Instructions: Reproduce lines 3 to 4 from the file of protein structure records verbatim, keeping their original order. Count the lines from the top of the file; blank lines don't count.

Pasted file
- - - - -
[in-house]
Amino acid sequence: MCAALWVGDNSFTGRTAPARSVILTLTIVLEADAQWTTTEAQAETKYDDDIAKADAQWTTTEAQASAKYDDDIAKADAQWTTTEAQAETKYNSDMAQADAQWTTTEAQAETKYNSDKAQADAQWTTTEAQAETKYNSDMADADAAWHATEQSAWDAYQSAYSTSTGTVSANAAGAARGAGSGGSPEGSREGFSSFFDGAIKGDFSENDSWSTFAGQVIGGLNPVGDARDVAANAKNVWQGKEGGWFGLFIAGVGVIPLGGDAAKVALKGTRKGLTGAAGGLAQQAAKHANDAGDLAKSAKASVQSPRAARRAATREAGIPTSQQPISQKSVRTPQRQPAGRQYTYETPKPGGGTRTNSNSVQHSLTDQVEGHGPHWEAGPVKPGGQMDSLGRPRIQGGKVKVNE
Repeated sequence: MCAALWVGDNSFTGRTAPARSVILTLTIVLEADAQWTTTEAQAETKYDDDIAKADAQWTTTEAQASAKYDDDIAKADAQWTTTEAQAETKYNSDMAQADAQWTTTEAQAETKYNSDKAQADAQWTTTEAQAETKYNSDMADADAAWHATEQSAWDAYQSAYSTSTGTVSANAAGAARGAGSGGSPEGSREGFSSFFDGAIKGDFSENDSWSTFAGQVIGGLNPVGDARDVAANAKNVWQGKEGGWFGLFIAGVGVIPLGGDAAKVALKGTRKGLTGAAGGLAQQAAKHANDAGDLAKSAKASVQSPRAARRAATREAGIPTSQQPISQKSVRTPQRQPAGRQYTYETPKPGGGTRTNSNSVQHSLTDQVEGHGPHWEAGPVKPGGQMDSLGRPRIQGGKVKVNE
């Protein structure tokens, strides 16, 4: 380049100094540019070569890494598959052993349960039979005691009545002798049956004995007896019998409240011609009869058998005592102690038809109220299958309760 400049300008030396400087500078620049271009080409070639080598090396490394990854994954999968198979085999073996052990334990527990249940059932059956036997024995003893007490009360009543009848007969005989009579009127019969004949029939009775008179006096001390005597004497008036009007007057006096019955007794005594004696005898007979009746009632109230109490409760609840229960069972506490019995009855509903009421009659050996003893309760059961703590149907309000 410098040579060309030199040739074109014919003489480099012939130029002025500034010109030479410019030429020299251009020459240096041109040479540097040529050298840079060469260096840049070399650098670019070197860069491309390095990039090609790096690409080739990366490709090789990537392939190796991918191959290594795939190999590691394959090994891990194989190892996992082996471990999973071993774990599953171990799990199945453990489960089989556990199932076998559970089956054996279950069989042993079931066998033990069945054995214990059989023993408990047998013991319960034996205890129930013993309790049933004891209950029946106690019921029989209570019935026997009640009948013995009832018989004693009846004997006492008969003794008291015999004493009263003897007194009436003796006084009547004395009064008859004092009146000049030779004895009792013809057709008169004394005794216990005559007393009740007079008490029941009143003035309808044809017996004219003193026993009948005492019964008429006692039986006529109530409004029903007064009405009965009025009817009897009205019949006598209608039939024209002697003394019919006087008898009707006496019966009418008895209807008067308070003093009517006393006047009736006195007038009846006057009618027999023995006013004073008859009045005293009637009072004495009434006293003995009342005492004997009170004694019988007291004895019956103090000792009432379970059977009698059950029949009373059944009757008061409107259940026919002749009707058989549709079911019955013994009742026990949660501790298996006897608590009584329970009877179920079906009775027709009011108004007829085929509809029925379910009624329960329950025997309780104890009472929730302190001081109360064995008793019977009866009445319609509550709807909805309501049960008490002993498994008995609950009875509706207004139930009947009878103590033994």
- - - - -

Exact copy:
Repeated sequence: MCAALWVGDNSFTGRTAPARSVILTLTIVLEADAQWTTTEAQAETKYDDDIAKADAQWTTTEAQASAKYDDDIAKADAQWTTTEAQAETKYNSDMAQADAQWTTTEAQAETKYNSDKAQADAQWTTTEAQAETKYNSDMADADAAWHATEQSAWDAYQSAYSTSTGTVSANAAGAARGAGSGGSPEGSREGFSSFFDGAIKGDFSENDSWSTFAGQVIGGLNPVGDARDVAANAKNVWQGKEGGWFGLFIAGVGVIPLGGDAAKVALKGTRKGLTGAAGGLAQQAAKHANDAGDLAKSAKASVQSPRAARRAATREAGIPTSQQPISQKSVRTPQRQPAGRQYTYETPKPGGGTRTNSNSVQHSLTDQVEGHGPHWEAGPVKPGGQMDSLGRPRIQGGKVKVNE
């Protein structure tokens, strides 16, 4: 380049100094540019070569890494598959052993349960039979005691009545002798049956004995007896019998409240011609009869058998005592102690038809109220299958309760 400049300008030396400087500078620049271009080409070639080598090396490394990854994954999968198979085999073996052990334990527990249940059932059956036997024995003893007490009360009543009848007969005989009579009127019969004949029939009775008179006096001390005597004497008036009007007057006096019955007794005594004696005898007979009746009632109230109490409760609840229960069972506490019995009855509903009421009659050996003893309760059961703590149907309000 410098040579060309030199040739074109014919003489480099012939130029002025500034010109030479410019030429020299251009020459240096041109040479540097040529050298840079060469260096840049070399650098670019070197860069491309390095990039090609790096690409080739990366490709090789990537392939190796991918191959290594795939190999590691394959090994891990194989190892996992082996471990999973071993774990599953171990799990199945453990489960089989556990199932076998559970089956054996279950069989042993079931066998033990069945054995214990059989023993408990047998013991319960034996205890129930013993309790049933004891209950029946106690019921029989209570019935026997009640009948013995009832018989004693009846004997006492008969003794008291015999004493009263003897007194009436003796006084009547004395009064008859004092009146000049030779004895009792013809057709008169004394005794216990005559007393009740007079008490029941009143003035309808044809017996004219003193026993009948005492019964008429006692039986006529109530409004029903007064009405009965009025009817009897009205019949006598209608039939024209002697003394019919006087008898009707006496019966009418008895209807008067308070003093009517006393006047009736006195007038009846006057009618027999023995006013004073008859009045005293009637009072004495009434006293003995009342005492004997009170004694019988007291004895019956103090000792009432379970059977009698059950029949009373059944009757008061409107259940026919002749009707058989549709079911019955013994009742026990949660501790298996006897608590009584329970009877179920079906009775027709009011108004007829085929509809029925379910009624329960329950025997309780104890009472929730302190001081109360064995008793019977009866009445319609509550709807909805309501049960008490002993498994008995609950009875509706207004139930009947009878103590033994």